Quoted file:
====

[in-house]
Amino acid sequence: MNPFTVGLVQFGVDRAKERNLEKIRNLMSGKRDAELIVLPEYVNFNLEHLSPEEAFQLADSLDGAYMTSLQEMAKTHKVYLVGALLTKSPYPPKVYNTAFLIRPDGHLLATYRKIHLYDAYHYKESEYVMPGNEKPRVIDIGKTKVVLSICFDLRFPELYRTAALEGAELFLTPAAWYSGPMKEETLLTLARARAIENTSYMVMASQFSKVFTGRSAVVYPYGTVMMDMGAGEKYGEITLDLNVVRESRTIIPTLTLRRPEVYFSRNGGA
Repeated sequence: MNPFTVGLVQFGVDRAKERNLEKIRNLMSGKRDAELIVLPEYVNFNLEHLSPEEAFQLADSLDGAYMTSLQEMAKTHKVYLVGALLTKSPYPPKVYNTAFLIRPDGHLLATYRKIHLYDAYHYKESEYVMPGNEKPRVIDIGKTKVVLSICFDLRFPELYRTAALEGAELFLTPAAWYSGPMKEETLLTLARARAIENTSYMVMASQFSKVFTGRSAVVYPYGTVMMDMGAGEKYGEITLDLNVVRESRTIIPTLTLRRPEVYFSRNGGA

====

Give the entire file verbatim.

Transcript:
[in-house]
Amino acid sequence: MNPFTVGLVQFGVDRAKERNLEKIRNLMSGKRDAELIVLPEYVNFNLEHLSPEEAFQLADSLDGAYMTSLQEMAKTHKVYLVGALLTKSPYPPKVYNTAFLIRPDGHLLATYRKIHLYDAYHYKESEYVMPGNEKPRVIDIGKTKVVLSICFDLRFPELYRTAALEGAELFLTPAAWYSGPMKEETLLTLARARAIENTSYMVMASQFSKVFTGRSAVVYPYGTVMMDMGAGEKYGEITLDLNVVRESRTIIPTLTLRRPEVYFSRNGGA
Repeated sequence: MNPFTVGLVQFGVDRAKERNLEKIRNLMSGKRDAELIVLPEYVNFNLEHLSPEEAFQLADSLDGAYMTSLQEMAKTHKVYLVGALLTKSPYPPKVYNTAFLIRPDGHLLATYRKIHLYDAYHYKESEYVMPGNEKPRVIDIGKTKVVLSICFDLRFPELYRTAALEGAELFLTPAAWYSGPMKEETLLTLARARAIENTSYMVMASQFSKVFTGRSAVVYPYGTVMMDMGAGEKYGEITLDLNVVRESRTIIPTLTLRRPEVYFSRNGGA